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After this answer had been received the Joloans, thinking that the Spaniards had become more careless on account of it, swarmed down quickly from the said fort in a large body of probably somewhat over one thousand; and armed with arquebuses and other weapons with handles, campilans, and caracas, attacked and assaulted the quarters and camp of the Spaniards.

This it appeared very difficult to do on that occasion, not only because the governor found himself without any kind of rowing vessels or ships with high freeboard, with which to put to sea, but also because he had few soldiers in the camp, for the majority of them were with Captain and Sargento-mayor Joan Xuarez Gallinato in the Pintados provinces, together with galleys, galliots, and other craft, for the purpose of defending the natives against the ships of the Mindanaos and Joloans, who were continually making plundering expeditions against them, and of preparing for the expedition which it was thought would be made from Jolo at the first monsoon, and which could no longer be deferred.

Captain Juan Pacho, who commanded the presidio of La Caldera in Don Juan Ronquillo's absence, having sent some soldiers to barter for wax, the Joloans maltreated them and killed two of them. Juan Pacho, with the intention of punishing this excess of the Joloans, went there in person with several boats and thirty soldiers.

When the Joloans saw the Spaniards abandoning the country, they were persuaded that the latter would return to Mindanao no more, and that they had not sufficient forces to do so.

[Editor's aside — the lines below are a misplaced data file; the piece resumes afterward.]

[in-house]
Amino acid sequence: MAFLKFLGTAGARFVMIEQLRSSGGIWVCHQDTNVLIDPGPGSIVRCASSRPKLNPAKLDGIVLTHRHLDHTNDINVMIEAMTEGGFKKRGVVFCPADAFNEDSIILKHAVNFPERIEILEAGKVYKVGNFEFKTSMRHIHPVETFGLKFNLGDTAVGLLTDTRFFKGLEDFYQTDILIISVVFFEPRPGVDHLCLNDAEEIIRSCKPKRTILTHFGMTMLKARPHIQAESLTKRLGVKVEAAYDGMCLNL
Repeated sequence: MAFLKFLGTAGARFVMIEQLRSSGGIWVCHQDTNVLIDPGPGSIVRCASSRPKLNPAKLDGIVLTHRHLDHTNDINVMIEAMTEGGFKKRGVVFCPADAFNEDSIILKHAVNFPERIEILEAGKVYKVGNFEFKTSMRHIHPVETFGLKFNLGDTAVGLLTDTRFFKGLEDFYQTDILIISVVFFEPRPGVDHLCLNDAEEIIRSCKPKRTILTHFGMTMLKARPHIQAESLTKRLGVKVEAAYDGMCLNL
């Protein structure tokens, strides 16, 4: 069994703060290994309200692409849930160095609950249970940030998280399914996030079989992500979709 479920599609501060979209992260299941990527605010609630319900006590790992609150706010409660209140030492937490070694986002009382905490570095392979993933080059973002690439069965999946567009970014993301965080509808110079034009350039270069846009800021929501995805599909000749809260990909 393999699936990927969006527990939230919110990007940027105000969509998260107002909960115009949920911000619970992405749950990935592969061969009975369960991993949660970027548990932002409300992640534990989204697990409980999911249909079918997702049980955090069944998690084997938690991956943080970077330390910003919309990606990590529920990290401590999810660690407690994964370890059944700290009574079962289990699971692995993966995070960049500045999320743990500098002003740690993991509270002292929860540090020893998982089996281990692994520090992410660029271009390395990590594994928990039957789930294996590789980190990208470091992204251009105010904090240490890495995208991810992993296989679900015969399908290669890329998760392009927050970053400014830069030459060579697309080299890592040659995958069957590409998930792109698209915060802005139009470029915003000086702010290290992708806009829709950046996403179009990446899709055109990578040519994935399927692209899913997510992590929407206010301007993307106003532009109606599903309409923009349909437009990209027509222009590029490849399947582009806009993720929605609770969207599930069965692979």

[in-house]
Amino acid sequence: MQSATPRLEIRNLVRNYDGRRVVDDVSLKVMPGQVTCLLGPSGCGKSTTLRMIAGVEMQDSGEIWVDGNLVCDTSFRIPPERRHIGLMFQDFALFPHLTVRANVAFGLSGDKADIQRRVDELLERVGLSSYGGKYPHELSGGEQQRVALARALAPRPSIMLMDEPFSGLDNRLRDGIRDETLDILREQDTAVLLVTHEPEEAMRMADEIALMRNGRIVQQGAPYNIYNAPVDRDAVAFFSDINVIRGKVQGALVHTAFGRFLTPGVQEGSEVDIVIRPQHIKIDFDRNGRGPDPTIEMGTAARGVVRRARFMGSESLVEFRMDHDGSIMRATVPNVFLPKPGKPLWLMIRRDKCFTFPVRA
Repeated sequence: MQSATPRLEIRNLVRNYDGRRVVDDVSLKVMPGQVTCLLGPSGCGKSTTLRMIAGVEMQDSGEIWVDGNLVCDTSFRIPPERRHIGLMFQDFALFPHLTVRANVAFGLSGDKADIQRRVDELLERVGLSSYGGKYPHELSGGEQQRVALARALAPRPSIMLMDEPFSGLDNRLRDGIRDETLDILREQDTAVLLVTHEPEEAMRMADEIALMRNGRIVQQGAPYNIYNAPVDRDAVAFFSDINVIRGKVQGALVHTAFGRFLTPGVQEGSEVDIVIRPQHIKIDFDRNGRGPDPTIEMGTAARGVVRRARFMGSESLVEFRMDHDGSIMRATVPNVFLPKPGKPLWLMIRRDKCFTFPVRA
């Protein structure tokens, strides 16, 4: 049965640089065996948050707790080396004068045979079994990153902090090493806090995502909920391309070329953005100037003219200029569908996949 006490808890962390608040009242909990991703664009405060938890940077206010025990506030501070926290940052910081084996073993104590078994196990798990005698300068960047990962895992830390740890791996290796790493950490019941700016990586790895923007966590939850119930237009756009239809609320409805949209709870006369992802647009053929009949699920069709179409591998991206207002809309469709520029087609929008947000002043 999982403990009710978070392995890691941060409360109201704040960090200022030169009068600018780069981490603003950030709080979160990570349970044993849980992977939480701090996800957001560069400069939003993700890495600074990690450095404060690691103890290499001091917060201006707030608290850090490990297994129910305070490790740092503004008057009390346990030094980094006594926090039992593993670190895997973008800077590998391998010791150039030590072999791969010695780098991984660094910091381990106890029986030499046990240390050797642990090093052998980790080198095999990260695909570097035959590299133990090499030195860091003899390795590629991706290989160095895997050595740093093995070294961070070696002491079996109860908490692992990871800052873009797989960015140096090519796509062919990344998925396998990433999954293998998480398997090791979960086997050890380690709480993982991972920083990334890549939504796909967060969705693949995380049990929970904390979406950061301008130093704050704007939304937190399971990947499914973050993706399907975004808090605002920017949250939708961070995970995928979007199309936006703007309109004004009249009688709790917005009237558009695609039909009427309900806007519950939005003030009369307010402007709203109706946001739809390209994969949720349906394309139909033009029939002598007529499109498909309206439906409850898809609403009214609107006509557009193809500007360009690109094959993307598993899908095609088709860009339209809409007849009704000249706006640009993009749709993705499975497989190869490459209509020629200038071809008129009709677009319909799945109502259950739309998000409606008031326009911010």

As he landed, a considerable body of Joloans descended from their king's town, which is situated on a high and strongly-fortified hill, and attacked the Spaniards. Through the number of the natives and the Spaniards' inability to make use of their arquebuses, on account of a heavy shower, the latter were routed, and Captain Juan Pacho and twenty of his followers killed.

The daring and audacity of the Mindanaos and Joloans in making incursions with their fleets into the islands of Pintados had reached such a state that it was now expected that they would come as far as Manila, plundering and devastating.

Although it was considered necessary to punish the Joloans in order to erase this disgrace, yet as this should be done signally and just then there was not sufficient preparation, it was deferred until a better opportunity. Only Captain Villagra was sent immediately as commander of the presidio of La Caldera, with some soldiers.

The rest wounded and in flight took to their boats and returned to La Caldera. This event caused great grief in Manila, especially because of the reputation lost by it, both among the Joloans, and their neighbors, the people of Mindanao.

This the Spaniards did, and having permitted the natives to come all together in a body to the very inside of the quarters and trenches, as soon as the Joloans had discharged their arquebuses, the Spaniards opened fire upon them, first with their artillery, and then with their arquebuses, killing many, and forcing the rest to retire in flight to the fort.

As soon as the weather permitted, the Mindanaos and Joloans returned with a large fleet of more than seventy well-equipped ships and more than four thousand fighting men, led by the same Silonga and Sali, and other Mindanao and Jolo chiefs, to the same islands of Pintados, with the determination of taking and sacking the Spanish town of Arevalo, which is situated in Oton.

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